Gambling involves risking something of value on an event that is determined at least in part by chance and with the hope of winning a prize. In addition to traditional casino and sports betting, many people place bets on the lottery or buy scratchcards. However, there are ways to gamble responsibly and limit the harm that can be caused. If you have problems with gambling, consider contacting the Responsible Gambling Council for help and support.
While gambling can be a fun activity for most individuals, it can also lead to significant harm and addiction for some. In some cases, the gambling behaviour can be so serious that it may be classified as a mental health problem, known as gambling disorder. People who have a gambling disorder are at higher risk of developing other types of substance use disorders.
Research is needed to better understand the causes of gambling disorder and develop effective treatment options. Some of the barriers to longitudinal research in gambling include the need for large sums of money to fund a long-term study; the risk that repeated testing will impact behaviour; and the difficulty of separating out aging effects and period effects (e.g., whether someone’s interest in gambling is due to being at a particular age or the opening of a new casino).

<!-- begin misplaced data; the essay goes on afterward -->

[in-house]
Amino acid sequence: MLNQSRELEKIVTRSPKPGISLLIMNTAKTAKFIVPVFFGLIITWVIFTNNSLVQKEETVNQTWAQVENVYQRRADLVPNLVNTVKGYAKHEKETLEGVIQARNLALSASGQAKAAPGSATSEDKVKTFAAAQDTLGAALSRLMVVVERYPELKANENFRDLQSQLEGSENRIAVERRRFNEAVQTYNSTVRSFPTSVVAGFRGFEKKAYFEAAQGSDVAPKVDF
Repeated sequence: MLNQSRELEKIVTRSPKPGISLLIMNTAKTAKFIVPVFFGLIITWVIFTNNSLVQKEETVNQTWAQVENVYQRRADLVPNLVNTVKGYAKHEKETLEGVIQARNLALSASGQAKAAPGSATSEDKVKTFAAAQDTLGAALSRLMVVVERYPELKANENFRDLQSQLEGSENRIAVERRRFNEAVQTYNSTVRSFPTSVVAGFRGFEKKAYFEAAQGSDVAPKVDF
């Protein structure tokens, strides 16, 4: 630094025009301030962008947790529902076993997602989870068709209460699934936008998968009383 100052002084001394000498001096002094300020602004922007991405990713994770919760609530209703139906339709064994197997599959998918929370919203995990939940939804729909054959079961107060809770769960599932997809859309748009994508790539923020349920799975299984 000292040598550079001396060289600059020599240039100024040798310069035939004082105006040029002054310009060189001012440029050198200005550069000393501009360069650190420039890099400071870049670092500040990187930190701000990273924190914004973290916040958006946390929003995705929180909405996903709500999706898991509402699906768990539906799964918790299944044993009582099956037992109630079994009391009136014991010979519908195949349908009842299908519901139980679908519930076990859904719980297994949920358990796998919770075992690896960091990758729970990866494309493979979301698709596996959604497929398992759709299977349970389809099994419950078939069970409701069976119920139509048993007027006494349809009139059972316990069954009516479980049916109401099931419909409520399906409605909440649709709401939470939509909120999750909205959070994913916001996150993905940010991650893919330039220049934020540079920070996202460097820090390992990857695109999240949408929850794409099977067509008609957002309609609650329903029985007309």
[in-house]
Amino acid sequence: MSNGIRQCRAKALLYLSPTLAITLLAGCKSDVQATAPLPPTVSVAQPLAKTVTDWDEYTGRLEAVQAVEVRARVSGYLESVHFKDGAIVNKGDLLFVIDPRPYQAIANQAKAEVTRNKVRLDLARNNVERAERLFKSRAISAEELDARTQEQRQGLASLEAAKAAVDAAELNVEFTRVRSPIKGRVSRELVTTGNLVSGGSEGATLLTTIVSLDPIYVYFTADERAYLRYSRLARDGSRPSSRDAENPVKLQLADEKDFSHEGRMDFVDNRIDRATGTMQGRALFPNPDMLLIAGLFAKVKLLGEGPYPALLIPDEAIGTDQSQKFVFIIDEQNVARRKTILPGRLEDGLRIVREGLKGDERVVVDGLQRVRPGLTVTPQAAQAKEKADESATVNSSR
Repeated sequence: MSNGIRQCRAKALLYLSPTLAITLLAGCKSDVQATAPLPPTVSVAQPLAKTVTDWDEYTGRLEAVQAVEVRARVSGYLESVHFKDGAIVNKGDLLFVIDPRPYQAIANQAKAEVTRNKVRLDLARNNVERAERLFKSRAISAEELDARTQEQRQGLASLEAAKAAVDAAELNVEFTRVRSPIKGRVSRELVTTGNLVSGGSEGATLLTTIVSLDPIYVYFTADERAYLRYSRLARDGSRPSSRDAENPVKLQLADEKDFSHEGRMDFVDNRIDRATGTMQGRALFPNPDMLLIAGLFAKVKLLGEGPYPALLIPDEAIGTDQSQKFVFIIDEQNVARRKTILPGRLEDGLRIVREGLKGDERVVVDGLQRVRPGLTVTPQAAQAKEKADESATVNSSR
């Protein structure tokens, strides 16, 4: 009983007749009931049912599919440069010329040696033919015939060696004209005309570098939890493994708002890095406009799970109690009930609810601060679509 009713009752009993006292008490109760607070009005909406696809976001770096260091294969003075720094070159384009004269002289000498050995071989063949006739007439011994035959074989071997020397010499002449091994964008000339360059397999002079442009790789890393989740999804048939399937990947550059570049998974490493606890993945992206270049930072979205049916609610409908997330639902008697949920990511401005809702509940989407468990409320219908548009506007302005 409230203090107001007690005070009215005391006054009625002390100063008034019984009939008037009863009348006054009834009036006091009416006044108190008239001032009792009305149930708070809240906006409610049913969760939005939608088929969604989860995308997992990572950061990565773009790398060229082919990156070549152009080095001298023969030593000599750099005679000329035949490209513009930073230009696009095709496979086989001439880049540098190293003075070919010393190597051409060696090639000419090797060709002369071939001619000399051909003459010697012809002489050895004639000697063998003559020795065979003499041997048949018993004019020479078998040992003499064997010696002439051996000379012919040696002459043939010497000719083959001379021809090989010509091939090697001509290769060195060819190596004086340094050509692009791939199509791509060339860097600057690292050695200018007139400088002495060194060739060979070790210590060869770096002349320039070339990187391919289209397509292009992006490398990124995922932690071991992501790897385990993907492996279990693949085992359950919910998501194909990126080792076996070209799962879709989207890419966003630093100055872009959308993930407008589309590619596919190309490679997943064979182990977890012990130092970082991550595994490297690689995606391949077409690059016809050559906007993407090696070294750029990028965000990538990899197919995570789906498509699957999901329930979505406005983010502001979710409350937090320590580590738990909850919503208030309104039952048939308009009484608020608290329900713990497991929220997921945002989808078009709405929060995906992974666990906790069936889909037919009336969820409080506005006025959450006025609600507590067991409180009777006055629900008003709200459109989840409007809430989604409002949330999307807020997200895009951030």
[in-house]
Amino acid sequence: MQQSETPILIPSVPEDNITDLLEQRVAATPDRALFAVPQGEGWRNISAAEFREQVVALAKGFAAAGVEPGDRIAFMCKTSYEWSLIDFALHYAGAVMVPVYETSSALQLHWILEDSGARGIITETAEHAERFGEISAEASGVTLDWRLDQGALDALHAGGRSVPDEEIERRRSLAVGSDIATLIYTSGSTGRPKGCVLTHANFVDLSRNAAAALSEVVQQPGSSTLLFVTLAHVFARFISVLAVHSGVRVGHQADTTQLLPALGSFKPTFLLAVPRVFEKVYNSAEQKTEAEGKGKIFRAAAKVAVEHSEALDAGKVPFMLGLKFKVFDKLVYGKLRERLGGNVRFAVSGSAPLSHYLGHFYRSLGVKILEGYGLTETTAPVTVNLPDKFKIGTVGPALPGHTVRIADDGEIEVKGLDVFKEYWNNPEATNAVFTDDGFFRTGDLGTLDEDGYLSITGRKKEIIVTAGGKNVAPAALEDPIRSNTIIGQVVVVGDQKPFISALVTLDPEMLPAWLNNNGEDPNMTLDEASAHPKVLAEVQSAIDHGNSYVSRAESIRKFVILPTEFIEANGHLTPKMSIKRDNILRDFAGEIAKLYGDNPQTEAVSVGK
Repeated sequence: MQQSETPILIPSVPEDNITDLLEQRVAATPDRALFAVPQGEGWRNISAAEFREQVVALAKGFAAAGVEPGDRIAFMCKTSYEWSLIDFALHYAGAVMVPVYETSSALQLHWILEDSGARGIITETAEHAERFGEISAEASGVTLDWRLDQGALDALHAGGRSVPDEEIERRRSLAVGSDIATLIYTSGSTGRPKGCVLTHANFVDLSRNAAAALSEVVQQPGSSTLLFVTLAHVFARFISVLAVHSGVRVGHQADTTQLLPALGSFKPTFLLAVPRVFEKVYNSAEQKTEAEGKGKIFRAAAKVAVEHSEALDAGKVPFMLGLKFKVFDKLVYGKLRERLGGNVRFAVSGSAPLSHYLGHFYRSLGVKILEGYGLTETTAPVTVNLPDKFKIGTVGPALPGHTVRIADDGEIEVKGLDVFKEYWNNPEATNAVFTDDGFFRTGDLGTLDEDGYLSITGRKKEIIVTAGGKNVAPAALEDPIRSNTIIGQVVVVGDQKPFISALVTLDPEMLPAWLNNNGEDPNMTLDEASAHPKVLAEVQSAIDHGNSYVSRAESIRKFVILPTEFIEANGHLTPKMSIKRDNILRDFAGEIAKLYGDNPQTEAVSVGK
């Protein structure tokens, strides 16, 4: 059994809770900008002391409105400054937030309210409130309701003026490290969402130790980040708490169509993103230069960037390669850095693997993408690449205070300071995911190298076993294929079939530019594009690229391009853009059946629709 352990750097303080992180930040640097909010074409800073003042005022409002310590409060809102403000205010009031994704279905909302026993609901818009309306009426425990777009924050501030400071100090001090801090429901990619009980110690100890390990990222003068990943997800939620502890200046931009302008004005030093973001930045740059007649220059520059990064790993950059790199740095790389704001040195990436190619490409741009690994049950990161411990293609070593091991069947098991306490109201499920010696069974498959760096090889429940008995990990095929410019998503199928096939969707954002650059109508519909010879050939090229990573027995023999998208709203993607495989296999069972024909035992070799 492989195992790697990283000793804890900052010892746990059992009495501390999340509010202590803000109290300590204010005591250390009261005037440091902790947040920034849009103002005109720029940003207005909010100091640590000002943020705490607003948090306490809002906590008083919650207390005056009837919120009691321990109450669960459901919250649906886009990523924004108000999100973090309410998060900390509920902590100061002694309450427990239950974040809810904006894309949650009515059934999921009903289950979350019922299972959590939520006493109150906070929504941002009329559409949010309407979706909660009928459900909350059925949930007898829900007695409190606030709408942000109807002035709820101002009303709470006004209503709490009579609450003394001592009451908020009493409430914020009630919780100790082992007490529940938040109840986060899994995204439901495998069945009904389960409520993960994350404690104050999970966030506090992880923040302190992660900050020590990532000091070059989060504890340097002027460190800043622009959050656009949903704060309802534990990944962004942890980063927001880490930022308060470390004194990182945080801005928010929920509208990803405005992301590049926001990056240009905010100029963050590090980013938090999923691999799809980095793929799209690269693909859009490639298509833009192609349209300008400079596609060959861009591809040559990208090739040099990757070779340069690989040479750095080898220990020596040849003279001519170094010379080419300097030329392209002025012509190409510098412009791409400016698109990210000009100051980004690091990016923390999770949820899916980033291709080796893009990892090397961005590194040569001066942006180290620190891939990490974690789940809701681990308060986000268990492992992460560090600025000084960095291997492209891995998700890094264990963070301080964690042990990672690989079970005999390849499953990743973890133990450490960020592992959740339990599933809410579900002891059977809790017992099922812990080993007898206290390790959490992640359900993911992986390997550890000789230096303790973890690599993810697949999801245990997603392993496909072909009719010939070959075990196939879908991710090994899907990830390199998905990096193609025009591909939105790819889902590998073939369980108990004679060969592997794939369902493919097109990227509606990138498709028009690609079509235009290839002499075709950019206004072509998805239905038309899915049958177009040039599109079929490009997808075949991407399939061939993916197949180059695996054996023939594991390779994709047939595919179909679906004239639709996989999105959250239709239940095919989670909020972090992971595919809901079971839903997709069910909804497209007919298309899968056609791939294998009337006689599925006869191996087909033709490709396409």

There are a number of costs associated with gambling that are not always recognized by consumers. These include personal and interpersonal levels, which are invisible and include the negative effects of problem gambling on family members; financial losses; and self-destructive behaviour such as lying to family members, therapists and others to conceal involvement in gambling. There are also society/community level external costs, which are monetary and include the general cost of gambling, costs related to problem gambling and the long-term costs.